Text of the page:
The savvy reader’s favorite website BookFilter.com chooses the best theater books ready for reading, exclusively for Broadway Direct.
While you can try to go to the theatre every day of the year, it’s just not possible. It’s too rainy or too cold to venture outside, even to support your terrific community theatre. Or you’re not visiting New York City or London until July. Or you keep entering the Harry Potter lottery but — like a Muggle — you keep not winning. Or that touring production you bought tickets for months ago doesn’t actually come to town for weeks. Or you’ve just seen/worked on/starred in the final performance of the school year and now summer looms with no shows in sight! What to do? I mean, you’ve already watched the latest episode of the TV series Rise. Twice. So if you’re not heading to a show tonight or even if you simply have hours to kill before curtain, books about theater are always waiting for you. Here are the latest.
This brisk and lively biography of the greatest team in musical-theater history remains happily focused on what matters most: the shows. Author Todd S. Purdum begins by covering their lives and careers up to that fateful partnership, reminding us that Oscar Hammerstein (Show Boat) and Richard Rodgers (Rodgers & Hart) had already accomplished enough to be remembered forever even before they met. Then Purdum devotes about a chapter to each major work and the increasing activity that surrounds colossal success. Rodgers & Hammerstein were the boldest and most fascinating of talents, pushing boundaries on what stories a musical could tell, how they would tell them, and doing it all with songs that are so precise and deceptively simple that everyone can sing them and yet they reveal passionate depths in the right hands. Purdum doesn’t shy away from the personal, like Hammerstein’s insecurities, Rodgers chasing after showgirls, or battles with depression and alcoholism. But it’s always in the context of how personal matters affected their relationship and their shows. Something Wonderful doesn’t rock the boat with any unexpected claims for this show or damning of that work, but it’s a solid, affectionate description of artists who look more important today than at any time since, oh, 1945.
By Geoff Rodkey, Based on an Original Idea by Real Kid Vince Boberski
$13.99, Rodale Kids
The Story Pirates are the famous arts company that uses improv and theater to educate and entertain children. They began with comics improvising shows based on stories written by kids. That led to branches in New York and L.A., the Story Pirates podcast, tours, and now even a children’s book. Like their shows, it leaps from an idea by a kid — this time, Vince Boberski — and then the fun begins, along with oh-so-casual descriptions of how the novel was crafted, the techniques they used, the choices they made, and more. Utterly original. Dubbed Monty Python meets Schoolhouse Rock, no wonder they’re a favorite of Jon Stewart.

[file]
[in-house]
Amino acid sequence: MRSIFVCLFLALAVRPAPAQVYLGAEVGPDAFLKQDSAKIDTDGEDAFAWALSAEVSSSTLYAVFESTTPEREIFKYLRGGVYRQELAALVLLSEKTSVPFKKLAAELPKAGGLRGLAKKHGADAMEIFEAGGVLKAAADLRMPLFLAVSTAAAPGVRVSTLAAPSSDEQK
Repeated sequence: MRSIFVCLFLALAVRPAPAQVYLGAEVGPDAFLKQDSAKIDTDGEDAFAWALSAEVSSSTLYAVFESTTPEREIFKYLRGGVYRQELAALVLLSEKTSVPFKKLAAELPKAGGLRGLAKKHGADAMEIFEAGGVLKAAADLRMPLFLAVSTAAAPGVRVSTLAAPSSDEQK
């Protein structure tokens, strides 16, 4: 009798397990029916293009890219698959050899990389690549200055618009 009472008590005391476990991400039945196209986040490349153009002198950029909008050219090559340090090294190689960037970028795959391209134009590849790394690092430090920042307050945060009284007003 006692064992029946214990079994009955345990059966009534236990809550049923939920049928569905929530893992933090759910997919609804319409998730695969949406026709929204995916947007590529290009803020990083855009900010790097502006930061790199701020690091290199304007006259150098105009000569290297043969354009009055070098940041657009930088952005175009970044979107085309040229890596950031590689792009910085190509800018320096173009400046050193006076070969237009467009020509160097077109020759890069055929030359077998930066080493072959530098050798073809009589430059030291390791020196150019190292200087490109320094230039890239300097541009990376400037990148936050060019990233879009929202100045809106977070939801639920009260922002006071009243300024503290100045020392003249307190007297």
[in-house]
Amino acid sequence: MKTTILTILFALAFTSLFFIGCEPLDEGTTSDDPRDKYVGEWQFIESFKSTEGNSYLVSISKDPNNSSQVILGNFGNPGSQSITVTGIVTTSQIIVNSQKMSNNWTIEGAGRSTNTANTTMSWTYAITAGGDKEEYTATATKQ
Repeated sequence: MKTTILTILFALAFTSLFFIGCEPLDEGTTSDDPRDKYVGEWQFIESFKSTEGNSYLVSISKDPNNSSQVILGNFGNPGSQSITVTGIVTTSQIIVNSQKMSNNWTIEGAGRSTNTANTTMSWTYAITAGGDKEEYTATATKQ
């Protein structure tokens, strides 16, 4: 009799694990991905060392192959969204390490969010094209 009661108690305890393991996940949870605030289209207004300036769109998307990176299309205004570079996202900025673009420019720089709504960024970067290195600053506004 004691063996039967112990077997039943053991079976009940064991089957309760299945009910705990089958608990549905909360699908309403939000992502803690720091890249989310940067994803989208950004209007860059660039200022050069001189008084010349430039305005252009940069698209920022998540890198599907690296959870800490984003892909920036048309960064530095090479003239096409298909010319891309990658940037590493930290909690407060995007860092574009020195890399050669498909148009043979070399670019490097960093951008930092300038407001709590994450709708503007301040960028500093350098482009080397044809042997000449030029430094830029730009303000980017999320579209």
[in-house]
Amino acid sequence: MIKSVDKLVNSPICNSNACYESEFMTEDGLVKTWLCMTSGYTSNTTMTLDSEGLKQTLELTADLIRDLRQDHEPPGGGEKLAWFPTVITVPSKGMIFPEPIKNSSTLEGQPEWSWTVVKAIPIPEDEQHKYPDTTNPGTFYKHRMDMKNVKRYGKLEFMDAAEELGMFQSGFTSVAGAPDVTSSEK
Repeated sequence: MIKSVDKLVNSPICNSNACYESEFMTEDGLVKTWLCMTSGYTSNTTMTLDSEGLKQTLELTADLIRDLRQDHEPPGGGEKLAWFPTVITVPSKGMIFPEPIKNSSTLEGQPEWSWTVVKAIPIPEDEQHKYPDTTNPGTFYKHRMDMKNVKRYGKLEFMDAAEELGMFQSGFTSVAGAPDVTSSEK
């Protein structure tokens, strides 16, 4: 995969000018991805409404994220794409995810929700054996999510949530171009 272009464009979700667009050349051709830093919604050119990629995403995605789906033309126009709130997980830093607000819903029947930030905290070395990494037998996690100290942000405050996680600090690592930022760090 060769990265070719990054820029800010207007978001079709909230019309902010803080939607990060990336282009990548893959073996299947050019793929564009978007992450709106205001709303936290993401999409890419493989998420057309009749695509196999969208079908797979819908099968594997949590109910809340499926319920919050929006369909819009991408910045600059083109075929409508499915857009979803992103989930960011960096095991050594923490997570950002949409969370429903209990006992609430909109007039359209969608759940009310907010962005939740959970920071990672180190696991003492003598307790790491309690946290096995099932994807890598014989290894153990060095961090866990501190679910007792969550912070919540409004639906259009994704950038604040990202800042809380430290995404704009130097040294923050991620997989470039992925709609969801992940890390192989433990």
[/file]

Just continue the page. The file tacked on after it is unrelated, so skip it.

Antony Sher is touring the world with an acclaimed new production of King Lear, a performance this legendary actor insists is his final Shakespeare play. What a pity that would be, though, truly, Sher has tackled most of the Bard’s major roles through his lifetime. He shot to prominence with a groundbreaking spin on Richard III, and Sher’s fame was doubled by the diary he kept and published about the creation of that show. His new diary — Year of the Mad King — follows in its footsteps, combining a backstage diary of the ups and downs of a theatrical life with keen insights into Shakespeare and how Sher crafted his performance. Absolutely essential for fans of Sher, Shakespeare, and the theater, but above all for actors. So that covers pretty much everyone.
Bestselling author Bernard Cornwell is known for a string of rousing historical adventures, ranging from those starring the rapscallion Richard Sharpe (set during the Napoleonic Wars) to novels about the search for the Holy Grail to the reign of Alfred the Great and even a series set during the U.S. Civil War. But he’s thrown his many fans off-kilter with his latest standalone novel. Called Fools and Mortals, it stars William Shakespeare’s younger brother Richard. He has fled a brutal apprenticeship and seeks refuge in Will’s company, playing modest female parts … until rescuing some stolen manuscripts rewards Dick with the standout role of Mercutio in Romeo & Juliet. Filled with Cornwell’s typically scrupulous attention to historical detail, this is a delightful change of pace and should garner him a whole new set of fans.
The remarkable original cast of Hamilton has spread out to conquer everything from TV to music and film and, of course, theater. Tony winner Leslie Odom Jr. might just do all of that, and now he’s tossed in books for good measure. In this memoir/self-help guide, Odom uses the commencement address speech as a way to share how he struggled, fought, and “failed up” on his way to Hamilton and the role of a lifetime. He debuted on Broadway at the age of 17 in Rent (another show with a historic original cast) and hasn’t looked back since.
The Tectonic Theatre Project has created some of the most innovative works around, including legendary shows such as Gross Indecency: The Three Trials of Oscar Wilde and The Laramie Project. They’ve done it through a collaborative process called Moment Work. Here, the founder and artistic director, Moisés Kaufman, partners with Barbara Pitts McAdams, the dramaturge of The Laramie Project and Tectonic teaching artist, to share in detail how they do it. The result is a behind-the-scenes glimpse into major works that came to be along with a practical guide for those who want to embrace Moment Work themselves.